M: Now you have been with the Denver Center Company for quite some time now giving amazing and memorable performances, tell us how you got started with this fine company?
K: Boy, this is my 8th season, no, my 7th season – I’m not sure. And it’s been absolutely fabulous for me. I was born and raised in Colorado. I was born in Denver and went to Douglas County High School in Castle Rock, and went away for a number of years, went to school in London and then lived in New York, and worked out of New York, so for me to come home to Denver was just a real gift. You know, it’s been wonderful to be here. To be around family and to be in an environment that is home and also the theatre company is such an amazing, amazing facility, and the people that inhabit it, you know, the company’s actors, the staff, the crews, I mean, I love how I walk into a theatre and I’m always struck and just in awe of the change when they’ve put a new set up. It just transforms the place and I just feel so fortunate and so blessed to be able to be here and to work. It’s a wonderful, wonderful place.
M: I agree, we are quite spoiled in Denver with that center.
K: We are; we are. It’s the largest regional Theatre West of Chicago until you get to, you know, the Mark Taper Forum in LA, and the work that is gone there, from the New Plays Festival to redoing and visiting the classics is extraordinary. It’s an extraordinary place.
M: You are absolutely enchanting in your Shakespearean performances - what is your secret to your natural ease with the Bard?
K: Well, you know, Shakespeare, I think is my first love when it comes to theatre. And I went to school in London so I was able to work with, my mentor at school, was Patrick Stewart. I was able to work with a number of the Royal Shakespeare Company actors there. And I think doing it a lot – you have to understand the meter, you have to understand the poetry. But then you find a way, and I think that comes from doing a lot of it, and I’ve done a loooot of Shakespeare – I’ve probably done close to 40 productions of Shakespeare – where you inhabit the language. You just want to make it as natural as possible. The other wonderful thing about Shakespeare is that, because of the poetry, when you miss a word, you immediately feel it. You can feel it in your bones because of the rhythm. And so he’s just so special to me.
M: That’s wonderful. So, is there a favorite role that you never tire of playing?
K: Wow, that’s a good question. I don’t know…I’ve revisited a number of roles, particularly in Shakespeare. I’ve revisited Kate. I’ve played Kate before, and that was a lot of fun. And, of course, doing that role depends on who your Petruchio is. And, you know, I’ve had two great Petruchios, so that was fun. I would love to go back and revisit Lady Macbeth. I think she is fascinating. I just don’t know that there’s one…I’ve done Winter’s Tale, I’ve played Hermione in Winter’s Tale, and that production was just so special to me, and so beautifully conceived that I don’t want to revisit it again. Because, not that it was perfect, it’s never perfect, but the situation was perfect. It was so ideal that I’m afraid to revisit it. Does that make sense?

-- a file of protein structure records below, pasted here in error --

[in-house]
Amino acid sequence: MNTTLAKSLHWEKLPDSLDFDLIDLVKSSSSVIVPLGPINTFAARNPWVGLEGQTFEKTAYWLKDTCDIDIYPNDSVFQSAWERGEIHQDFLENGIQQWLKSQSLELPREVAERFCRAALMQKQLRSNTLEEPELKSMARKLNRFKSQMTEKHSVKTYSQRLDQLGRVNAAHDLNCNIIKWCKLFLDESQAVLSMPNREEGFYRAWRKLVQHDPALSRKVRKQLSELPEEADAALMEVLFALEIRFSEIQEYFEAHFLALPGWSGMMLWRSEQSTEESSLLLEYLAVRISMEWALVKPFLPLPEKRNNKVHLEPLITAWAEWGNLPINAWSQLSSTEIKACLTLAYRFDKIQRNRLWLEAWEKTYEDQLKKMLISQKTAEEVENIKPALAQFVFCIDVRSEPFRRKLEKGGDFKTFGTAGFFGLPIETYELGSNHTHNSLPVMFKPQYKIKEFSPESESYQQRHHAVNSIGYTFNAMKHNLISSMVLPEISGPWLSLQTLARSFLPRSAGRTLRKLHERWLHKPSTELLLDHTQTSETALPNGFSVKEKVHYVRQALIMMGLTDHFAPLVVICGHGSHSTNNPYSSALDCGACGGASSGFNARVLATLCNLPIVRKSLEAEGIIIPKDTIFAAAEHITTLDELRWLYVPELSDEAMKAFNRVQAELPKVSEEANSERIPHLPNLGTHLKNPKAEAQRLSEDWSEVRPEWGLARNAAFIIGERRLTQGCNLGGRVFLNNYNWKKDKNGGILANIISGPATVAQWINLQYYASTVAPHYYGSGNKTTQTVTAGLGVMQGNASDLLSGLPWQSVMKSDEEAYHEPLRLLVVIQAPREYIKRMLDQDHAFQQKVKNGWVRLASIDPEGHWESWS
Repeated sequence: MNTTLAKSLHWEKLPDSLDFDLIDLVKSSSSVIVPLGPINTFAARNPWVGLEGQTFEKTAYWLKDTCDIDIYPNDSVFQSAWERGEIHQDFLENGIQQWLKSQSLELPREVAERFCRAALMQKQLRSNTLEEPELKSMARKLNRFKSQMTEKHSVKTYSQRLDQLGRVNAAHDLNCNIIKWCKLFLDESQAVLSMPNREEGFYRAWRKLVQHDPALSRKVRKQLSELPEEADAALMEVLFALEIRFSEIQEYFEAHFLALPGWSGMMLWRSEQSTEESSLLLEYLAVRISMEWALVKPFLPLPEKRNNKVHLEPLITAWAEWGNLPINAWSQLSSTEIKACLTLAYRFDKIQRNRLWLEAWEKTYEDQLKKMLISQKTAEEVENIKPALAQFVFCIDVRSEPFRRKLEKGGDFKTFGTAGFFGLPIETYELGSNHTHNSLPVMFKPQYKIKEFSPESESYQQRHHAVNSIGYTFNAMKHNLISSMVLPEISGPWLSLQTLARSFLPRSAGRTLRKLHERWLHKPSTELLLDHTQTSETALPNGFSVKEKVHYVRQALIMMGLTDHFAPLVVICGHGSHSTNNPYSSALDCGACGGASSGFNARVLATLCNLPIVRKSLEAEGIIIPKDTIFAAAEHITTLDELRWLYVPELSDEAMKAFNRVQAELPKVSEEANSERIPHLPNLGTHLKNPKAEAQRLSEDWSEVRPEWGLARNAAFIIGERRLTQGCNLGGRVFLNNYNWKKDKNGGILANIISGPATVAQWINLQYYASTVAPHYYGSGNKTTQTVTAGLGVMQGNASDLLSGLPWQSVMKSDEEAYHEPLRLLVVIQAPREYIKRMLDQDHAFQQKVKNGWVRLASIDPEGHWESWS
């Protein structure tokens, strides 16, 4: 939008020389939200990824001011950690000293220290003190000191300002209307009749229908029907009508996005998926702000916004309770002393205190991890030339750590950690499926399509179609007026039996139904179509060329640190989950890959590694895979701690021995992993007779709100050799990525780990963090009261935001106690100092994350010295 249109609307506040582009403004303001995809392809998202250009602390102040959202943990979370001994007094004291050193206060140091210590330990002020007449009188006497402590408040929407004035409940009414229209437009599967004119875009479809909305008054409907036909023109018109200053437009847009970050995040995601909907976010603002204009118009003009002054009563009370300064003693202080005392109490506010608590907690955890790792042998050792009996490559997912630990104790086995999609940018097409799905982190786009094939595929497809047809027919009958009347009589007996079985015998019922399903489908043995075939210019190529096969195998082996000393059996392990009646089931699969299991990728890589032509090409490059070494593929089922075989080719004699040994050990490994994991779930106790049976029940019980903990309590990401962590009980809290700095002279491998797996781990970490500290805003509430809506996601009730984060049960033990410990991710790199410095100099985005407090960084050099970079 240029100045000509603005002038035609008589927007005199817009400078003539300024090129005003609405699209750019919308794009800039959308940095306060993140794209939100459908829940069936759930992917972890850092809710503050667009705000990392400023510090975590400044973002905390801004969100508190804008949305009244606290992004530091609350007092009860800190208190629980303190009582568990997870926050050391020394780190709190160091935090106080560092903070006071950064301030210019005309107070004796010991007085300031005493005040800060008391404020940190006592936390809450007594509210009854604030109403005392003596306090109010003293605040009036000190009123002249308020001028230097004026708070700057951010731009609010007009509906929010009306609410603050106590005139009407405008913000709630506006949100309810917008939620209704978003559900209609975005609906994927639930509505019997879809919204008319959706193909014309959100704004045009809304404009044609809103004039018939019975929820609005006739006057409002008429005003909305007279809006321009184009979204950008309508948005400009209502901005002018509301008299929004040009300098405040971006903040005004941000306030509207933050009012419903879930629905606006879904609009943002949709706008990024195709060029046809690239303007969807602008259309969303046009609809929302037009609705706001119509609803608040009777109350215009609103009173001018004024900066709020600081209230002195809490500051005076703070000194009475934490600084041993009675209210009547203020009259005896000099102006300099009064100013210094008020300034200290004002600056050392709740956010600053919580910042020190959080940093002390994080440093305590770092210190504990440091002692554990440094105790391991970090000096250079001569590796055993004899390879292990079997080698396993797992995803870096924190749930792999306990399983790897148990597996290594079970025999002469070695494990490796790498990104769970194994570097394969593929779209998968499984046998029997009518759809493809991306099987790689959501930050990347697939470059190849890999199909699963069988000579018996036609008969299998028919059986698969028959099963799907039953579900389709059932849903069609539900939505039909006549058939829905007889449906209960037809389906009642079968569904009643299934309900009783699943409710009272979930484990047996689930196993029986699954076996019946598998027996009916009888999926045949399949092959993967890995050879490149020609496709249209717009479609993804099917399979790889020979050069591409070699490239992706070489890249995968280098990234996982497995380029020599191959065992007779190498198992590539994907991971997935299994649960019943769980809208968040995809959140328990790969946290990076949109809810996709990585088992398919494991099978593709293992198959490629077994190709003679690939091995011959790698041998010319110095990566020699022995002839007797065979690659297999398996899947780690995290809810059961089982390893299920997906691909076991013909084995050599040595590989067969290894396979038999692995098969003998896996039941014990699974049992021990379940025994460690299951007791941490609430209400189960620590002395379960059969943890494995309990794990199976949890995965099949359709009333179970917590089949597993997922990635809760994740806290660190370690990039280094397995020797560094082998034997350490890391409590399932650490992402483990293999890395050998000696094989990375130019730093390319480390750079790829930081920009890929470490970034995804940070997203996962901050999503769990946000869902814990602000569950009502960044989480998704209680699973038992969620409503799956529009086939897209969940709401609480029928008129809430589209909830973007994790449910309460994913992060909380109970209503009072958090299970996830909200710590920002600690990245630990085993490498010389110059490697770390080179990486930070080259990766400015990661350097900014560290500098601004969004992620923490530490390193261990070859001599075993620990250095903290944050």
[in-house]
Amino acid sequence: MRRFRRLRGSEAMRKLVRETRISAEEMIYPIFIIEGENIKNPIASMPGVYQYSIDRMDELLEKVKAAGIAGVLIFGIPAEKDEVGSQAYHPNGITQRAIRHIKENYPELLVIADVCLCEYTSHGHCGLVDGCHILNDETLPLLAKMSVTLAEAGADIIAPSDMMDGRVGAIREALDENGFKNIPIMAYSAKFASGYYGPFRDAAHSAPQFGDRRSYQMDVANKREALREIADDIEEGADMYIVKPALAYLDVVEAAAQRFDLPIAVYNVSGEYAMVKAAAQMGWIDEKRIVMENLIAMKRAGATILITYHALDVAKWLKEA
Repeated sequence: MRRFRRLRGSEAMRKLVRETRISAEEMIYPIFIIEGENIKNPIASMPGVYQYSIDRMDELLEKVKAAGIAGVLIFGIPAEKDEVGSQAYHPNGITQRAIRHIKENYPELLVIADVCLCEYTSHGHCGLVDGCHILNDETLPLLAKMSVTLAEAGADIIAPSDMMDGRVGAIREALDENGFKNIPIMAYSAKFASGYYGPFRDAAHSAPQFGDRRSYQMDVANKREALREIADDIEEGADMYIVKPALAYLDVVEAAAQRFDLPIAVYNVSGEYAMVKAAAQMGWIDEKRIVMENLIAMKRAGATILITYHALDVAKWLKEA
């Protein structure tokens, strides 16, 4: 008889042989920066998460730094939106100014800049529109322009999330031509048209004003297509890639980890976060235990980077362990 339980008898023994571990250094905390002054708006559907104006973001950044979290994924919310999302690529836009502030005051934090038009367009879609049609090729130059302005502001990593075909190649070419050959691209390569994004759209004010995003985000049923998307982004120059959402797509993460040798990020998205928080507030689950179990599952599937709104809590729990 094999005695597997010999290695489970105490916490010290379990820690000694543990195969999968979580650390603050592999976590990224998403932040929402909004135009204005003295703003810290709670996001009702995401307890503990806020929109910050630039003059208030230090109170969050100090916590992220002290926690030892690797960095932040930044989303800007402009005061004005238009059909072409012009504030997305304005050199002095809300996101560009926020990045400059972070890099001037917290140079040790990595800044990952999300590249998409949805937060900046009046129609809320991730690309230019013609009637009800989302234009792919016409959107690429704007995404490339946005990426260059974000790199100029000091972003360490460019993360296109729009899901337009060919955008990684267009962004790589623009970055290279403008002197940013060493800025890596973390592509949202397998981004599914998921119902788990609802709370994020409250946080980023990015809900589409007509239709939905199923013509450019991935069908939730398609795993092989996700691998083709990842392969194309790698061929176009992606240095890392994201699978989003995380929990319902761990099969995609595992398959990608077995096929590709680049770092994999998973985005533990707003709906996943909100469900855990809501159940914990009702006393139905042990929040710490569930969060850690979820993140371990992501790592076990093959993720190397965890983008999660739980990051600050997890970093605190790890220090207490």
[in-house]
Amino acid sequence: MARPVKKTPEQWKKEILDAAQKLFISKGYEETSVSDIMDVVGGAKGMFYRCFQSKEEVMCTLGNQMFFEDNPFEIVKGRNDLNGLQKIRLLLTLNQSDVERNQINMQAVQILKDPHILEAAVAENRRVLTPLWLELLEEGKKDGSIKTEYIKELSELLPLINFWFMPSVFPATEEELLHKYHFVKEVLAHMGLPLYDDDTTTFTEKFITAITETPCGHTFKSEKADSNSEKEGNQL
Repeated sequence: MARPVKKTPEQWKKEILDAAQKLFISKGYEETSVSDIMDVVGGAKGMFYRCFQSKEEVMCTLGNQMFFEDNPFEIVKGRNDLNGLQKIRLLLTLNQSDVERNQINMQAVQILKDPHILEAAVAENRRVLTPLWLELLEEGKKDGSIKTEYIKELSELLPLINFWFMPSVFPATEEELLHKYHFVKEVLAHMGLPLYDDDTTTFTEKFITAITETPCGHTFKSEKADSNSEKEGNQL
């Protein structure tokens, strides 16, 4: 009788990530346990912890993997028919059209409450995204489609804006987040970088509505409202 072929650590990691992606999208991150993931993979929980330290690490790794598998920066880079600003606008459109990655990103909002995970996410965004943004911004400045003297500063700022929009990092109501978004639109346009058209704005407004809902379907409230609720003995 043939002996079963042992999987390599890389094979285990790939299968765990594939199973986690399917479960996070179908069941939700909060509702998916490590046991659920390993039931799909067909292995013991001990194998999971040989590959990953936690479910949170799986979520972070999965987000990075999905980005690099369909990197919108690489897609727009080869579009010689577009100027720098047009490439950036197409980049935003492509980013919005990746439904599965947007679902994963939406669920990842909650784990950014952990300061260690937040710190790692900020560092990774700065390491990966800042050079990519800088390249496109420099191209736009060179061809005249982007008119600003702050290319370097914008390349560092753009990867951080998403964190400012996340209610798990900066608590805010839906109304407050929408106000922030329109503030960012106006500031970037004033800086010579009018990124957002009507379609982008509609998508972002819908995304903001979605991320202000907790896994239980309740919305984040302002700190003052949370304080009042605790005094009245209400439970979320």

M: Yeah, it does. Well, the context of my next question, was I was going to ask what role has had the most impact on your life?
K: Well, that production had a huge impact on me. I think the production that had one of the biggest influences on me was doing Macbeth. And that was because we partnered with the National Endowment for the Arts and the Department of Defense, and we toured the United States, toured 14 military bases and performed for the troops, just as we were entering the Iraq/Afghanistan conflict, soon after, but not right after 9/11. So that had a huge impact on me – to perform Macbeth for military families on military bases, who understand, you know, Macbeth is a warrior. He’s a military leader. Their families were at war. I remember playing for kids who would come up to me and say, you know, “My dad’s in Afghanistan right now” or “My husband’s in Iraq,” or “My mom…” and it had such an impact on them. It was an extraordinary experience to perform that every night for military families. So I think that would be the one.
M: Wow, that’s really interesting. If you were not in theater, what job do you think that you would be doing in a parallel universe?
K: If I wasn’t in theatre. Um…well, I sit on a board at Denver Health and I do a lot of fundraising and a lot of event planning. We have an event coming up December 2. We just had a big Halloween party on the 31st that raised funds for the Child and Adolescent Psychiatric Unit, and we have a big fundraiser coming up on December 2, we are having 300 people for a brunch, and then we’re going to see White Christmas. And the money raised will go to support that. So, probably I would be doing event planning or fundraising for a NFP organization.
M: So, are there any other exciting projects after you’re done with this show? I know you just started.
K: Well, I go into rehearsals right after this for Romeo and Juliet, and I follow that with Other Desert Cities, so I have a really lovely season. So, I’ll be busy through the spring.
M: Well, I look forward to seeing you as always.
K: And right now, my son just got home from school and so I’m just happy to have my kid home for Thanksgiving.
M: Again - thank you so much for speaking with me and BroadwayWorld today!!! You are absolutely wonderful and I look forward to seeing you in When We Are Married at the Denver Center!!!